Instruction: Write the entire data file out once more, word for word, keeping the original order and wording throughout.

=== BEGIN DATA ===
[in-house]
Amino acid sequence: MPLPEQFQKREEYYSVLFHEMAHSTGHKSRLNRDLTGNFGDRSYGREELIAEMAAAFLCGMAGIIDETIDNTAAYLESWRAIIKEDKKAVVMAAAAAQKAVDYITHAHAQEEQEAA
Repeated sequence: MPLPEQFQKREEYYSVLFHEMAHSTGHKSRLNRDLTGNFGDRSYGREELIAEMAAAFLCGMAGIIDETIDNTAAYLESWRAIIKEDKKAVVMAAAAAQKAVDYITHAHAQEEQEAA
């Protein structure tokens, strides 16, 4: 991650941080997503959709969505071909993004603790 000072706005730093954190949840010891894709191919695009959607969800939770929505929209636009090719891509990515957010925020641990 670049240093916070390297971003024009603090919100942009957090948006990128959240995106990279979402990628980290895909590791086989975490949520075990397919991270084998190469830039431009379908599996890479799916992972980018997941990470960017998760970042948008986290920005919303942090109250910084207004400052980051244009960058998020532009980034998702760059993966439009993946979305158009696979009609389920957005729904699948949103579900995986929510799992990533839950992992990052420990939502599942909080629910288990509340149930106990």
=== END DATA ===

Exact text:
[in-house]
Amino acid sequence: MPLPEQFQKREEYYSVLFHEMAHSTGHKSRLNRDLTGNFGDRSYGREELIAEMAAAFLCGMAGIIDETIDNTAAYLESWRAIIKEDKKAVVMAAAAAQKAVDYITHAHAQEEQEAA
Repeated sequence: MPLPEQFQKREEYYSVLFHEMAHSTGHKSRLNRDLTGNFGDRSYGREELIAEMAAAFLCGMAGIIDETIDNTAAYLESWRAIIKEDKKAVVMAAAAAQKAVDYITHAHAQEEQEAA
């Protein structure tokens, strides 16, 4: 991650941080997503959709969505071909993004603790 000072706005730093954190949840010891894709191919695009959607969800939770929505929209636009090719891509990515957010925020641990 670049240093916070390297971003024009603090919100942009957090948006990128959240995106990279979402990628980290895909590791086989975490949520075990397919991270084998190469830039431009379908599996890479799916992972980018997941990470960017998760970042948008986290920005919303942090109250910084207004400052980051244009960058998020532009980034998702760059993966439009993946979305158009696979009609389920957005729904699948949103579900995986929510799992990533839950992992990052420990939502599942909080629910288990509340149930106990």